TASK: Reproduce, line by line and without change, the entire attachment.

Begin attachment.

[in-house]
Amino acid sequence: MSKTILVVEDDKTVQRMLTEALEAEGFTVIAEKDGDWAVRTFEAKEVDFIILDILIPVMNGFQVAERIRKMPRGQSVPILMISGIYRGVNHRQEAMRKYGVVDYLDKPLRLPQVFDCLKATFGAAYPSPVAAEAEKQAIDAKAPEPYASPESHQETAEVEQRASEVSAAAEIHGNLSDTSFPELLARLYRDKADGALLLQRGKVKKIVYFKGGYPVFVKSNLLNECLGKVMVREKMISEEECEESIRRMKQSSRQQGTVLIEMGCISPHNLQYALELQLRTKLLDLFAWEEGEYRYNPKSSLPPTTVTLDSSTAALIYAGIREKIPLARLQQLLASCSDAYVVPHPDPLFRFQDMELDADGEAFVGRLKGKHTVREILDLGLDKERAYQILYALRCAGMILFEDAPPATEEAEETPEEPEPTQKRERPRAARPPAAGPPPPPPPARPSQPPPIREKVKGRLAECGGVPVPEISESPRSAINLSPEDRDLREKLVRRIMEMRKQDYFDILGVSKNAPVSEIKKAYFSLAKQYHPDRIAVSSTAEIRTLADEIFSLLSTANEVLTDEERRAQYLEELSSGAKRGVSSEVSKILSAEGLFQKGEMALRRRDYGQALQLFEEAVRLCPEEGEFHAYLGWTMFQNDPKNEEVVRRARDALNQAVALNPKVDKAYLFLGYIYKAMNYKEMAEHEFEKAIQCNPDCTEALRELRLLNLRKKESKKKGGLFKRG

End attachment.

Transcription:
[in-house]
Amino acid sequence: MSKTILVVEDDKTVQRMLTEALEAEGFTVIAEKDGDWAVRTFEAKEVDFIILDILIPVMNGFQVAERIRKMPRGQSVPILMISGIYRGVNHRQEAMRKYGVVDYLDKPLRLPQVFDCLKATFGAAYPSPVAAEAEKQAIDAKAPEPYASPESHQETAEVEQRASEVSAAAEIHGNLSDTSFPELLARLYRDKADGALLLQRGKVKKIVYFKGGYPVFVKSNLLNECLGKVMVREKMISEEECEESIRRMKQSSRQQGTVLIEMGCISPHNLQYALELQLRTKLLDLFAWEEGEYRYNPKSSLPPTTVTLDSSTAALIYAGIREKIPLARLQQLLASCSDAYVVPHPDPLFRFQDMELDADGEAFVGRLKGKHTVREILDLGLDKERAYQILYALRCAGMILFEDAPPATEEAEETPEEPEPTQKRERPRAARPPAAGPPPPPPPARPSQPPPIREKVKGRLAECGGVPVPEISESPRSAINLSPEDRDLREKLVRRIMEMRKQDYFDILGVSKNAPVSEIKKAYFSLAKQYHPDRIAVSSTAEIRTLADEIFSLLSTANEVLTDEERRAQYLEELSSGAKRGVSSEVSKILSAEGLFQKGEMALRRRDYGQALQLFEEAVRLCPEEGEFHAYLGWTMFQNDPKNEEVVRRARDALNQAVALNPKVDKAYLFLGYIYKAMNYKEMAEHEFEKAIQCNPDCTEALRELRLLNLRKKESKKKGGLFKRG